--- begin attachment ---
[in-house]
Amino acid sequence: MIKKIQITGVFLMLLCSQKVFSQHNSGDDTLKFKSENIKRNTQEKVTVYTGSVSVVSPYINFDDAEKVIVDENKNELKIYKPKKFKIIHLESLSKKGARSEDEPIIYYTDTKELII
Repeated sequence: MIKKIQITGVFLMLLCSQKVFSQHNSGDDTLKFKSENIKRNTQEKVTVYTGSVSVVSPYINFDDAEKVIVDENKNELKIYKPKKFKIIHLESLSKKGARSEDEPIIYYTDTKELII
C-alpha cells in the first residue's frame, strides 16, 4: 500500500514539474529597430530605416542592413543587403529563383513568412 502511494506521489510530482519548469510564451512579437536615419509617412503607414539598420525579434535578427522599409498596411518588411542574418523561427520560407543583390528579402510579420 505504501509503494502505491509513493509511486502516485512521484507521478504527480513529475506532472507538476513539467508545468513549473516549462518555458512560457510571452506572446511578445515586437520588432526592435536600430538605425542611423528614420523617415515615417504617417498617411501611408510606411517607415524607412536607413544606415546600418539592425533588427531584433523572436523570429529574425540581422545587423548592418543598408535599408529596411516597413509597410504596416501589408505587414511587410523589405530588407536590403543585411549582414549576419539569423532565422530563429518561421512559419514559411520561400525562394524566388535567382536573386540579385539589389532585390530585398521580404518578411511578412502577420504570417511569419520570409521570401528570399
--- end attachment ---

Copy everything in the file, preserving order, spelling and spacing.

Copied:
[in-house]
Amino acid sequence: MIKKIQITGVFLMLLCSQKVFSQHNSGDDTLKFKSENIKRNTQEKVTVYTGSVSVVSPYINFDDAEKVIVDENKNELKIYKPKKFKIIHLESLSKKGARSEDEPIIYYTDTKELII
Repeated sequence: MIKKIQITGVFLMLLCSQKVFSQHNSGDDTLKFKSENIKRNTQEKVTVYTGSVSVVSPYINFDDAEKVIVDENKNELKIYKPKKFKIIHLESLSKKGARSEDEPIIYYTDTKELII
C-alpha cells in the first residue's frame, strides 16, 4: 500500500514539474529597430530605416542592413543587403529563383513568412 502511494506521489510530482519548469510564451512579437536615419509617412503607414539598420525579434535578427522599409498596411518588411542574418523561427520560407543583390528579402510579420 505504501509503494502505491509513493509511486502516485512521484507521478504527480513529475506532472507538476513539467508545468513549473516549462518555458512560457510571452506572446511578445515586437520588432526592435536600430538605425542611423528614420523617415515615417504617417498617411501611408510606411517607415524607412536607413544606415546600418539592425533588427531584433523572436523570429529574425540581422545587423548592418543598408535599408529596411516597413509597410504596416501589408505587414511587410523589405530588407536590403543585411549582414549576419539569423532565422530563429518561421512559419514559411520561400525562394524566388535567382536573386540579385539589389532585390530585398521580404518578411511578412502577420504570417511569419520570409521570401528570399